The central theme of this story is love. The two couples spend the evening drinking gin and discussing the nature of “real love.” The narrator explains that ”we somehow got on the subject of love.” It is Mel who insists on returning to the topic of love. He believes that “love was nothing less than spiritual love.” They then turn to the topic of Terri’s abusive former husband Ed, who eventually shot himself in the head and died. Terri and Mel, both of them married for the second time, debate whether or not Ed really loved Terri. She claims that Ed ”loved her so much he tried to kill her.” Mel insists that “that’s not love.”
Mel eventually describes to them an example of what he considers to be ”real love,” the old couple who had nearly died in a car accident. This conversation about, as Mel puts it, “what we talk about when we talk about love” is many-layered, however. While they discuss the topic, getting drunker all the while, Terri and Mel exhibit an increasingly menacing tone to their interactions with one another. Although they are soft-spoken and civil on the surface, they express a deep-seated anger and resentment toward one another. The narrator, Nick, meanwhile, clearly perceives his relationship with his wife Laura as one of real love, and their warm, affectionate, harmonious interactions with one another seem to demonstrate this. However, as Mel becomes drunker, the atmosphere of subtle but distinct menace seems to pervade the entire room, leaving the two couples sitting in the dark in silence. There is a sense that the dark underbelly of “real love” has been exposed, and the characters are left in utter despair, unable to move or speak.
A central theme of Carver’s stories is communication between people, especially people in relationships. His characters almost universally lack the ability to articulate their true feelings or to effectively make use of language in conducting their relationships. Carver’s minimalist style of writing is especially suited to the exploration of the theme of communication. In minimalist writing, nine-tenths of the story’s meaning is submerged below the surface level dialogue and interactions between the characters. Likewise, for the characters themselves, conversation seems to be a means of masking or evading, rather than expressing, their true feelings. The “action” of this story consists primarily of conversation between the four characters, who never even get up from their chairs over the course of the story. Yet while much of the story is taken up with dialogue, the communication between the members of each couple is indicated by their physical gestures, their silences, and, most of all, what the words that remain unspoken.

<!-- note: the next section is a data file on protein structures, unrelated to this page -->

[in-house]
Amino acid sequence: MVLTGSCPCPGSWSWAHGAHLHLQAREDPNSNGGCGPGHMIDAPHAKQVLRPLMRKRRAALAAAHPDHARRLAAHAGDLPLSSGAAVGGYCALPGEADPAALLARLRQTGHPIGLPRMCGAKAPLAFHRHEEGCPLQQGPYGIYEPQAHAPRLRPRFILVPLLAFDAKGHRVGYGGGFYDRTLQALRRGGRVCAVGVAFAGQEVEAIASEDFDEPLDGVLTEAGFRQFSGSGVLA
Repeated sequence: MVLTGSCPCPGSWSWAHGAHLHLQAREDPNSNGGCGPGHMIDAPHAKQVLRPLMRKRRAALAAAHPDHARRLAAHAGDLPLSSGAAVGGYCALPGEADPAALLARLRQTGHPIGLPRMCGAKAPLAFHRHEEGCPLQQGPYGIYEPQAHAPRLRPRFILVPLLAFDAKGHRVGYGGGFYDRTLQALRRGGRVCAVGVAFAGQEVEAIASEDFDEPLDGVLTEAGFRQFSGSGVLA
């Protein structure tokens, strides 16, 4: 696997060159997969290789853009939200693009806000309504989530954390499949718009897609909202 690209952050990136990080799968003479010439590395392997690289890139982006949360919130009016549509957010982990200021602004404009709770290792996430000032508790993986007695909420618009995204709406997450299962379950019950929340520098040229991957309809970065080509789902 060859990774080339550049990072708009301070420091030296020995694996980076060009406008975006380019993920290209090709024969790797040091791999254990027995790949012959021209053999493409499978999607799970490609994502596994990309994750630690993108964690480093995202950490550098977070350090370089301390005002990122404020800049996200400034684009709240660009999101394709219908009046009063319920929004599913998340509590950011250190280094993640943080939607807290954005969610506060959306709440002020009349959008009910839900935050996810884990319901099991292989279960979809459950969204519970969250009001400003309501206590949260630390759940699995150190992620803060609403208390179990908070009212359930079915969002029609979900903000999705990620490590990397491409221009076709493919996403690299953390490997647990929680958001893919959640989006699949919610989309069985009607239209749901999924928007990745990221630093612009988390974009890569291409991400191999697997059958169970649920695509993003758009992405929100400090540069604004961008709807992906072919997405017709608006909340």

Marriage and Divorce
Carver’s characters have often been divorced at least once and are often remarried. Carver himself first married at age eighteen, later divorced, and remarried shortly before his death from cancer. The characters in this story have experienced divorce and remarriage. Mel’s first wife is Marjorie, with whom he has had children, and whom he now supports financially. Terri’s first husband was Ed, an abusive man who eventually shot himself. Mel and Terri are now remarried to each other. Nick, who has also been divorced, is now married to Laura. The subject of divorce and remarriage is an important element of the story’s focus on the theme of love. Mel first brings up the topic of Terri’s abusive former husband, and the two of them debate whether or not Ed truly loved her.
Mel later mentions his ex-wife, whom he once truly loved, but whom he now hates. Mel uses the example of remarriage as evidence of the impermanence of love. He contrasts such short-lived marriages with that of the old couple, who maintained ”real love” for one another even through their hardship. Yet despite this touching anecdote, the story as a whole is pervaded by a tone of pessimism as to the permanence of “what we talk about when we talk about love.”
Alcoholism is a pervasive theme in Carver’s stories. Carver himself was an alcoholic for over ten years. During his final year of drinking, he was hospitalized on four separate occasions for his alcoholism. He took his last drink in 1977, upon which he became dedicated to recovering from his alcoholism. He has stated in numerous interviews that he was more proud of having quit drinking than of anything else he’d ever done. This story is pervaded by alcohol and alcoholism. All four of the characters spend the evening sitting around drinking gin and tonic. The narrator explains that “the gin and the tonic water kept going around.” While they all become drunk, Mel is clearly an alcoholic, and the conversation is most affected by his increasing drunkenness. His interactions with Terri become more bitter, and he becomes even less attuned to those around him. As the story ends, Mel purposefully dumps his glass of gin upside down, allowing it to spill all over the table. He states that the gin is all gone, and it seems as though the conversation runs out with the gin, leaving the two couples in silence and despair.
Jennifer Smith – Short Stories for Students – Presenting Analysis, Context & Criticism on Commonly Studied Short Stories, vol. 12, Raymond Carver, Published by Gale Group, 2001.